When conjuring up images of Jamaica, too often people envision patches of “safe” resorts peppered between territories riddled with violence. Before finding an inexpensive flight to Montego Bay, my travel companion and I were a touch nervous, having succumbed to the common perception of the sunny island. After hemming and hawing, we decided we would risk it and booked ourselves into hostel. Thank heavens we did, because we would have missed out on, well, pretty much everything.
Once we arrived we saw the parade of folk headed towards their walls of safety; every adventurous bone stamped out of them. Fortunately, we tucked into some fantastic, non-resort food that won’t leave you disappointed. Here’s a wee guide for the adventure seekers and resort haters eating in the Montego or MoBay area.
For starters, there’s the national dish is ackee and saltfish.The biggest mistake people make when whipping up the dish is cutting into the fruit before it opens naturally, which, in the worst cases, can end in death. Ackee fruit hails from the same family as the lychee and it grows on evergreen trees in pod clusters.When ripe, the pods become red in colour and will split open naturally, exposing the soft creamy flesh. The unripe, still-green ackee contains a poison called hypoglycin; if cut, the poison still permeates all parts of the fruit.
Death by fruit aside, chances are you will be safe in a resto known for serving ackee and saltfish; we were told that premature prep of the fruit is a deadly mistake often made by amateur home cooks. The dish itself is reminiscent of scrambled eggs, with flecks of saltfish distributed throughout the ackee so as not to overwhelm its gentle flavour. Ours came with a side of tasty sautéed leafy green callaloo, and some boiled dumplings.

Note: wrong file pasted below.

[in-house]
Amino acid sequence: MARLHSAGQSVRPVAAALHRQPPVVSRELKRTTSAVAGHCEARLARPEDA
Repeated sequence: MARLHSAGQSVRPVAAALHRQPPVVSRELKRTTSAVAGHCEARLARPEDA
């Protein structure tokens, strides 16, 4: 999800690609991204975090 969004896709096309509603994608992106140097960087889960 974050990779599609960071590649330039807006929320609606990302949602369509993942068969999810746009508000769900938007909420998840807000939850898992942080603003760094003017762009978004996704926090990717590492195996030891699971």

A Casual Affair
It would be wrong to go to MoBay without heading to Scotchies. Recommended by everyone, including Craig Wong of Toronto’s hot-to-trot Patois, this casual roadside eatery is the place in town to eat Jamaica’s most famed dish. Order by the entrance, pay, and drop your receipt off by the mammoth pits: one side chicken; the other pork. My main squeeze was the chicken, which arrives parceled up in tinfoil.
Unwrap and tuck into the protein (they’ll ask which part you’d like); it’s incredibly juicy and tender on the inside with layers of spice enrobing the exterior. I was expecting more of a heat wallop, but the spicing is built up carefully and the result raises a few alarms but has a sweetness and depth of flavour. As for the sides, order up some daily soup alongside some festival-a delicious cornbread fritter- and, if in season, breadfruit. Festival is basically a cornbread fritter.
All the Stops
Next it’s a short road trip down the way to the Sky Beach Grill an incredibly charming spot on the water.
Each party was sat in a different hut complete with a thatched roof, a mammoth wooden table and real heifers of chairs. Two lanterns were brought out, adding to the ambiance. We scoured the extensive menus to determine how we’d like our fish. Having yet to check escovitch fish off my list, I went with that paired with some conch soup, pumpkin rice (amazing) and, of course, more festival. My lionfishwas marinated in a spicy vinegar mix and cooked on the grill before being loaded up with a medley of onion, cho cho (a tropical fruit with quite the stellar moniker) carrot and scotch bonnet pepper. The food paired with the view make this spot Heavenly.
Even if you do stay in a resort, be sure to brave the real Jamaica and sample some food outside the walls. You won’t regret it.